How do you make big decisions? Are you methodical, using a specific formula for how you approach your choice? Or are you a “go with your gut” decider, who taps into an emotional response to your options? Perhaps you fall somewhere in the middle? Major decisions can be daunting, especially for many young people who have not faced significant life choices. With little practice, some students arrive at the opportunity to choose a college and are stopped in their tracks. By May 1, the National Candidate Reply Date, newly admitted students must decide where they will enroll and some are still stuck between two (or more) options that seem equally appealing. What now?
There are some tried and true approaches to making a decision: flipping a coin, throwing a dart, drawing straws, or rolling the dice. However, you might not want to leave this choice completely to chance—after all college is a big investment and you want to have confidence in your decision. Before you begin to wrestle with the choice, you might consider the actual process. It can be useful to reflect on other decisions you have made in the past and how effective your approach was. If you have not faced significant decisions, ask those around you about the processes they use. The following questions can be helpful:
- What steps did you take to decide?
- What information did you need to gather, and how did you do it?
- Whom did you involve, if anyone, in the decision-making process?
- Were you pleased with your decision?
- What, if anything, would you do differently now?
One of the most reliable approaches to making a decision is also the simplest. Once you have narrowed your choices to two or three schools, take the time to highlight the strengths of each school and the aspects you wish were different. Make a list of pros and cons for each school and write them out so that you can see them side by side.
Next, brainstorm about the experience you hope to have in college. Write out keywords that come to mind and list what your initial criteria were when you started searching for colleges. Have any of these criteria changed, and if so, how? Compare these thoughts with your pros/cons list. Share your notes with a counselor, family member, or close friend and talk through your impressions.
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Be a Smart Investor
Shereem Herndon-Brown, founder and director of Strategic Admissions Advice, encourages families to consider the significant investment they are making in several ways. He says, “with college costs ranging from $25K to $75K annually, a natural question to ask is, ‘What will be the return on investment (ROI) for my college education?’” He says, “To calculate ROI, total a student’s projected earnings for ten years after graduation and divide that total by the cost of their college education. The higher the ROI, the better a financial bet the school is, on average.” He adds, “as you weigh your family’s choice of college, your job is to weigh both the actual costs and the potential return on investment.” Herndon-Brown recommends that before making a choice, you compare these features of the colleges:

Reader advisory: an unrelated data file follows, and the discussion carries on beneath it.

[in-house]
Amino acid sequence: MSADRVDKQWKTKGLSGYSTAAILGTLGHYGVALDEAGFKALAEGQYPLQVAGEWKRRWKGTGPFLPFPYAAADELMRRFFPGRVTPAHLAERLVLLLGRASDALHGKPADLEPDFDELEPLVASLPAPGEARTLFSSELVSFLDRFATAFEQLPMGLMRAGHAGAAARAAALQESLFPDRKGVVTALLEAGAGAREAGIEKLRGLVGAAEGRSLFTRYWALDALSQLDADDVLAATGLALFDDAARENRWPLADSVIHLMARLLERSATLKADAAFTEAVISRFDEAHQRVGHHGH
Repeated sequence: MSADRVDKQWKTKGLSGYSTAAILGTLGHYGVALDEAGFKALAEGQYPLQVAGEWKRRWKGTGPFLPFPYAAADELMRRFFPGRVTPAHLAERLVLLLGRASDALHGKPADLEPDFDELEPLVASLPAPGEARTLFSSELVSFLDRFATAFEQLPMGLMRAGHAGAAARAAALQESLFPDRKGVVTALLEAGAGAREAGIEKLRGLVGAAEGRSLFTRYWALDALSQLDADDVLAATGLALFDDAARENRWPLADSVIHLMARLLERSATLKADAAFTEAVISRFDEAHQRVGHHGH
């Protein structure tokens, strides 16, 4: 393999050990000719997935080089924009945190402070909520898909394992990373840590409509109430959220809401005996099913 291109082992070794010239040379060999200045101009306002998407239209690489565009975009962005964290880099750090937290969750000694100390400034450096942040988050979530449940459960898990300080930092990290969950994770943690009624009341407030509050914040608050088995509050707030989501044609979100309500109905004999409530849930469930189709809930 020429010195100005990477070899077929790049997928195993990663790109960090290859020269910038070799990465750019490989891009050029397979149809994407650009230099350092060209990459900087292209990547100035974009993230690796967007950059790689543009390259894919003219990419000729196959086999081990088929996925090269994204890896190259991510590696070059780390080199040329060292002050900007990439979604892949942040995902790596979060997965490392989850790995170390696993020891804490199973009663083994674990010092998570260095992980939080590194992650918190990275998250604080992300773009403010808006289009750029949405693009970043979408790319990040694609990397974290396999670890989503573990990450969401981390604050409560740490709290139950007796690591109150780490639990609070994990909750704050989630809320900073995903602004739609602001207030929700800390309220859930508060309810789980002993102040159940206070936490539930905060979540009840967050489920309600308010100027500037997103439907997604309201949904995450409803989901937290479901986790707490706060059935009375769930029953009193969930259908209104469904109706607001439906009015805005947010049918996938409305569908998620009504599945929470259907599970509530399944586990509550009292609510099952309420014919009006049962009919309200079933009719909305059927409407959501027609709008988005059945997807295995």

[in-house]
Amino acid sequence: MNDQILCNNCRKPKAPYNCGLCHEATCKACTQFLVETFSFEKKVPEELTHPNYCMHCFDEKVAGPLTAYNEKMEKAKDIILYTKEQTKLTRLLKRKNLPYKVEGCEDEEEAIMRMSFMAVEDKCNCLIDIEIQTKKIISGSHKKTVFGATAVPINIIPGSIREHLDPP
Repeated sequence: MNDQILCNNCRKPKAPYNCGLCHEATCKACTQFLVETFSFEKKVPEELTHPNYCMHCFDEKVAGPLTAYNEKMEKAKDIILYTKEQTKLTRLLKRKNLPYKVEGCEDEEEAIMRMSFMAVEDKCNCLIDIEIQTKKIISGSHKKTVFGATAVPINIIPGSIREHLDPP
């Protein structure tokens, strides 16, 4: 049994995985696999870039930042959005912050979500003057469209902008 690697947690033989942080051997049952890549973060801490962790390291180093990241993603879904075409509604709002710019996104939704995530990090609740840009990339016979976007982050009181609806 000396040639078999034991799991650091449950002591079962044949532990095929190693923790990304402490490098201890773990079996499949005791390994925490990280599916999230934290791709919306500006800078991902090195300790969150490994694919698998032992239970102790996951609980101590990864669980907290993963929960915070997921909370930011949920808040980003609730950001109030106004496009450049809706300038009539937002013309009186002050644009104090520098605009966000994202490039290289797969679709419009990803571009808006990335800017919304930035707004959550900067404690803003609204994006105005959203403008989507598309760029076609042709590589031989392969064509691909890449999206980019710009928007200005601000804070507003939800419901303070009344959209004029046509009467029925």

- Total cost of attendance
- Projected debt (if any)
- Graduation rates (four-year, five-year, six-year)
- Co-op or internship opportunities and salaries
- Job placement rates and mid-career earnings by major
- Loan default rates of recent graduates, ideally by major
- Career services and job placement efforts at the college
The following online resources are helpful in determining ROI:
College Navigator provides insight into a school’s graduation, job placement, and student loan default rates.
College Scorecard provides information on how much money a school’s graduates earn, how much student loan debt they carry on average, and how many graduates keep their loans in good standing.
Occupational Outlook Handbook provides information on different jobs, projected growth, median salaries, and necessary education.
Third Way Price-to-Earnings Premium (PEP) provides a map of institutions and information on the number of years it takes for students to recoup their investment.
Million Dollar Questions
Fans of the game show, Who Wants to Be a Millionaire know that contestants are presented with four possible answers to each challenge question on their climb to reach the jackpot. Fortunately, they are also provided with several “lifelines” to aid them in their decision-making. What or who are your lifelines as you choose a college? Here are some suggestions from the show: